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Councils ‘dipping into reserves to offset funding shortfall’

A report found Scottish Government funding to councils has dropped significantly.

Money: A report has claimed councils are relying on reserves.
Money: A report has claimed councils are relying on reserves.

Local authorities are being forced to take cash from their reserves to combat a funding drop of 7.6% in real terms since the 2013-14 financial year, according to a new report.

The Accounts Commission found Scottish Government funding to councils has dropped more significantly than other services, which have seen a 0.4% drop in real terms since since 2013-14.

The gap between other areas and local authorities reduced from 2017-18 to 2018-19 but there was still a difference of 7.2%.

To battle the funding gaps, more authorities are being forced to dip into reserves when savings are not able to be made.

Over the last three years, 23 of Scotland’s 32 local authorities have drawn from their reserves, with a net reduction in the amount held by councils of £45 million at the end of last year, the second year in a row when council savings have seen a net reduction.

For next year, the funding gap is expected to stand at 3% – around #500 million – and will be consistent with the gap from 2018-19, increasing pressure on councils dealing with an already growing older population in need of services.

The report also raised concerns over the state of Scotland’s Integration Joint Boards (IJBs), bodies put in place to bring together health and social care, with the chairman of the Accounts Commission saying the position of the boards is becoming “increasingly unsustainable”.

According to the report, IJBs struggled to balance their budgets, with 19 of the 30 relying on extra funding from partners to ensure they would not be left with a deficit.

Without the extra cash injection, the boards would have lost £58 million last year.

The Accounts Commission also said the pace of integration was too slow, something that may be rooted in the inconsistency wrought by a third of senior staff at IJBs in the last year being replaced.

Graham Sharp, the chairman of the Accounts Commission, said: “We urgently need much faster progress in the reform of our health and social care services.

“The current position is increasingly unsustainable.

“There’s a need for councils to continue rethinking how they deliver services, as well as look at ways to increase their income.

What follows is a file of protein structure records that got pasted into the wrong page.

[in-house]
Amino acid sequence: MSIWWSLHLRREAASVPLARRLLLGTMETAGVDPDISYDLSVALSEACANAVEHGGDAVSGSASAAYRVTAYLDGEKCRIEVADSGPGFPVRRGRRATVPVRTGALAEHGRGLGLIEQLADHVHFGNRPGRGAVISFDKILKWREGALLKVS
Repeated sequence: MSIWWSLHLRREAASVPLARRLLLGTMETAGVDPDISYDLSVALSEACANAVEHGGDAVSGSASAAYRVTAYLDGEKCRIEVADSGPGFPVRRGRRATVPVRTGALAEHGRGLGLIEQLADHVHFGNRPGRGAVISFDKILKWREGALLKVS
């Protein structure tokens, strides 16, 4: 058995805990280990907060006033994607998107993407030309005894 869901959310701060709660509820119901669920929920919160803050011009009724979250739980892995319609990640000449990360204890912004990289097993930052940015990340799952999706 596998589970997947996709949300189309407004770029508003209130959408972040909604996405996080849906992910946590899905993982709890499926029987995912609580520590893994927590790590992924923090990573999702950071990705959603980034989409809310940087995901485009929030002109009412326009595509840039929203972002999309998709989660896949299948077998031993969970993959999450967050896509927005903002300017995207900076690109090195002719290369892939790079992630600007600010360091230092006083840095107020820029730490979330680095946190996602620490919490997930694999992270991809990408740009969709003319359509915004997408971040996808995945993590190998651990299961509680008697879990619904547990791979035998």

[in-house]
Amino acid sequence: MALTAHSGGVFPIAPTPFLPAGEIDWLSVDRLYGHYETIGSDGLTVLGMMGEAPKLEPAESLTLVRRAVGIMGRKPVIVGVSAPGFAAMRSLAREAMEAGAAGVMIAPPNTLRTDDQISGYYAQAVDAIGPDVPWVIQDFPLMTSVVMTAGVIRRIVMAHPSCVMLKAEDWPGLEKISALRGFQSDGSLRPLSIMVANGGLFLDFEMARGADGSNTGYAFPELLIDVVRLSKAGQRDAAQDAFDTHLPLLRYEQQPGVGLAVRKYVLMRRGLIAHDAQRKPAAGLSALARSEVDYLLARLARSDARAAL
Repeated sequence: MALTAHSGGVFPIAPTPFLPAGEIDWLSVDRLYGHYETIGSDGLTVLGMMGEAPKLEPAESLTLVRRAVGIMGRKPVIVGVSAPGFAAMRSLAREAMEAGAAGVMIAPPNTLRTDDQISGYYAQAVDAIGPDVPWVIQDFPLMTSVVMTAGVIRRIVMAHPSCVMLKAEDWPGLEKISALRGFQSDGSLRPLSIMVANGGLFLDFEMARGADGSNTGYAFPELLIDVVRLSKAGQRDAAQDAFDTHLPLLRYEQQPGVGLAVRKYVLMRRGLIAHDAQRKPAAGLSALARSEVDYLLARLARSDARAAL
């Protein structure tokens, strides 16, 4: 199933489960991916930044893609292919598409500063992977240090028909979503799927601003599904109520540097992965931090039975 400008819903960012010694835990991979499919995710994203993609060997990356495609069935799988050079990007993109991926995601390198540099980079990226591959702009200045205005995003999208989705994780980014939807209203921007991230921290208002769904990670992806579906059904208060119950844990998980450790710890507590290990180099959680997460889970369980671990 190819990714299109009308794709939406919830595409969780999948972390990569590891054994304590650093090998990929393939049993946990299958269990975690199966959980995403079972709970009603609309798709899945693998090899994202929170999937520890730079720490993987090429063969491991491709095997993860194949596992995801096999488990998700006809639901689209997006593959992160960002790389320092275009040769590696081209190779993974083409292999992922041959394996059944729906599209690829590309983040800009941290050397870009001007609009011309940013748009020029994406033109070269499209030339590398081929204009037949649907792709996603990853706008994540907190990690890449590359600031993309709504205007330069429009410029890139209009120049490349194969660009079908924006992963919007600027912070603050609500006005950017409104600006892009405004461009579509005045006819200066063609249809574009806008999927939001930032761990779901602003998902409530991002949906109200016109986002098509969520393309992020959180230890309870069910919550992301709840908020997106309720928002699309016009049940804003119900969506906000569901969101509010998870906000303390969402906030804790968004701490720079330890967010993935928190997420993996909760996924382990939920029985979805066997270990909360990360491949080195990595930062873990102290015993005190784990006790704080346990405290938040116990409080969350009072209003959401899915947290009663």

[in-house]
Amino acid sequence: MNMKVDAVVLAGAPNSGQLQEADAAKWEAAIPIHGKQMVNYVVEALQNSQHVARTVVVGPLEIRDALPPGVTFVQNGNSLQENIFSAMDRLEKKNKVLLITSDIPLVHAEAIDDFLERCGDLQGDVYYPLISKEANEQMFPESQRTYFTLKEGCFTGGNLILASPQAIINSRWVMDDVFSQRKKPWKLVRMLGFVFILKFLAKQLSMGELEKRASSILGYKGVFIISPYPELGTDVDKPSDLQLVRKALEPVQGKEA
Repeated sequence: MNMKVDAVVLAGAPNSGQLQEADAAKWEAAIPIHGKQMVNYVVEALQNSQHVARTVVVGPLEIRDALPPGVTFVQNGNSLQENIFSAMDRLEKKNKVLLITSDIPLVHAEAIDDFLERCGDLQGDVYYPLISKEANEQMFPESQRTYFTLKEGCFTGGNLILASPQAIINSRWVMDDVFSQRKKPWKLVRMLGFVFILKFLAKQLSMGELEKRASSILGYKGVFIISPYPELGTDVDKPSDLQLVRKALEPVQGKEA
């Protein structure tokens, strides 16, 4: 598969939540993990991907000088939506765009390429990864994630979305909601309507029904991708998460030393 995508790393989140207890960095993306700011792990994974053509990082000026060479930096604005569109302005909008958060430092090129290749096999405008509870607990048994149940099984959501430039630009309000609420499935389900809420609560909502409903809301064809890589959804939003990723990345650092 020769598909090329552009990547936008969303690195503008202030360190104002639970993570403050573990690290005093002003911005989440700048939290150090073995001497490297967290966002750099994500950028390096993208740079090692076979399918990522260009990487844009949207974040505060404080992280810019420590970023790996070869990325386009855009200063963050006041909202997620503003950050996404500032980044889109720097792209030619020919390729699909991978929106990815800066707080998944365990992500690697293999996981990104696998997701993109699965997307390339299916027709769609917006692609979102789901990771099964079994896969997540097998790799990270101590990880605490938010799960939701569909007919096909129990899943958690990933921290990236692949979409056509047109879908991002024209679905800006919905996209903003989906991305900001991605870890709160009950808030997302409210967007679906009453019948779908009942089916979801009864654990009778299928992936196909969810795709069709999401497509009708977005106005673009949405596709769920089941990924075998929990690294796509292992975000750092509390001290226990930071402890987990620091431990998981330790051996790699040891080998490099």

“For some councils in Scotland, finding ways to do this is getting more and more difficult as their current income doesn’t match demand.”

Scottish Tory local government spokesman Alexander Stewart accused the Scottish Government of “cutting local authority funding to the bone”.

He added: “Before long these reserves built up over decades will be gone.”

Gail Macgregor, the resources spokeswoman for local authority body Cosla, said councils had “borne the brunt” of government cuts, adding: “We make key financial decisions for our communities every day.

“How can a council do all it can to tackle child poverty, combat the climate crisis, improve well-being and foster inclusive economic growth if our hands are tied by financial constraint?

“This cannot continue. For the benefit of communities across Scotland, the Scottish Government must make the choice to invest in Local Government.

“We need fair funding for councils and a return to local democratic decision-making as quickly as possible.”

A Scottish Government spokesman said: “Despite further UK Government cuts to the Scottish budget, we have ensured our partners in local government receive a fair funding settlement, delivering a funding package of £11.2 billion for all local authorities in 2019-20 – a real-terms increase of more than £310 million, or 2.9%.

“Contrary to the Accounts Commission’s claim that local authority revenue funding reduced by 0.7% in real terms, Scottish Government revenue funding in 2018-19 increased by 0.3% in real terms compared with 2017-18.”

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